Advertisement
YOU ARE HERE: LAT HomeCollectionsTechnicians

Campaign Report Had Two Errors, Mayor's Son Says

July 30, 1987|WILLIAM NOTTINGHAM | Times Staff Writer

COMPTON — The son of Mayor Walter R. Tucker acknowledged this week that his father's most recent campaign finance statement--which listed $19,220 in payments to eight of the mayor's relatives--contained two errors.

Walter R. Tucker III, who is a lawyer, prepared the state-required campaign report on the mayor's behalf. The younger Tucker said "a clerical mistake" had occurred in listing $2,150 in payments to two videotape technicians. One of the technicians is the mayor's nephew.

The technicians had been hired to record a four- to five-hour testimonial dinner in February, at which the mayor raised most of the $42,125 he received in political donations during the first half of the year. Relatives of Tucker--his son, two daughters, a daughter-in-law, a brother-in-law, a sister-in-law and two nephews--received a variety of payments, most stemming from the production of the dinner.

The campaign statement, filed earlier this month, also reported that video technician Tony Dillard received $1,500 and that another $650 in video production payments went to Derek Tucker, one of the mayor's nephews.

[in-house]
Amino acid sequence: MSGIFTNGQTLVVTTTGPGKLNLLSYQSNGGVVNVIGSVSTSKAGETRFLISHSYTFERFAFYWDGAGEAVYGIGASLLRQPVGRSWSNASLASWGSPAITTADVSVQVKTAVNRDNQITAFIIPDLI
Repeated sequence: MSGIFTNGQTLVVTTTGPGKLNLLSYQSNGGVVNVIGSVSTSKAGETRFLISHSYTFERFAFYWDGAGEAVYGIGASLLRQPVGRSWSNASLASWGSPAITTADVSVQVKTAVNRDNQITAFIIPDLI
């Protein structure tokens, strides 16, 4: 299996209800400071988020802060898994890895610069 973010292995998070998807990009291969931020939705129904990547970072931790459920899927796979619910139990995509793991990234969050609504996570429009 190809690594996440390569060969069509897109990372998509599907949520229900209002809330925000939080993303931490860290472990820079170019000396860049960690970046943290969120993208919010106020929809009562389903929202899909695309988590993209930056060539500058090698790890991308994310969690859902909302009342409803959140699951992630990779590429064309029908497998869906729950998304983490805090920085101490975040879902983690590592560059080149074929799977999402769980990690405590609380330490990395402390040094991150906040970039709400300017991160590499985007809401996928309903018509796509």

In a Times article Sunday about payments to the family, however, Dillard said he received only $650 and that $150 of that went to the mayor's nephew. Dillard also said he was not aware that the nephew had received any additional money. The nephew could not be reached for comment.

Attorney Tucker agreed this week that Dillard received just $650 and that part of that went to the Tucker nephew. In a campaign statement amendment filed with the city clerk, Tucker reported that fact and also stated that the $1,500 payment actually went to the nephew. The $1,500 and $650 payments--listed on two consecutive lines--were "just kind of switched around," he said in a subsequent telephone interview.

"I prepared the statement; it's my error," he added.

State law requires campaign reports to be accurate and also that expenses paid from campaign funds--to relatives or anyone else--pay for legitimate activities that bear "a reasonable relationship" to political, legislative or government purposes.

The state Fair Political Practices Commission has the power to fine or recommend criminal prosecution against anyone who violates campaign reporting laws. But commission spokeswoman Sandy Michioku said her agency has never taken action "in instances where it was clearly a clerical error or an unintentional mistake."

With the $1,500 payment to Derek Tucker, plus the $150 he received from Dillard, Tucker relatives have received a total of $20,220, or 48% of the campaign contributions raised.

Advertisement
Los Angeles Times Articles
|
|
|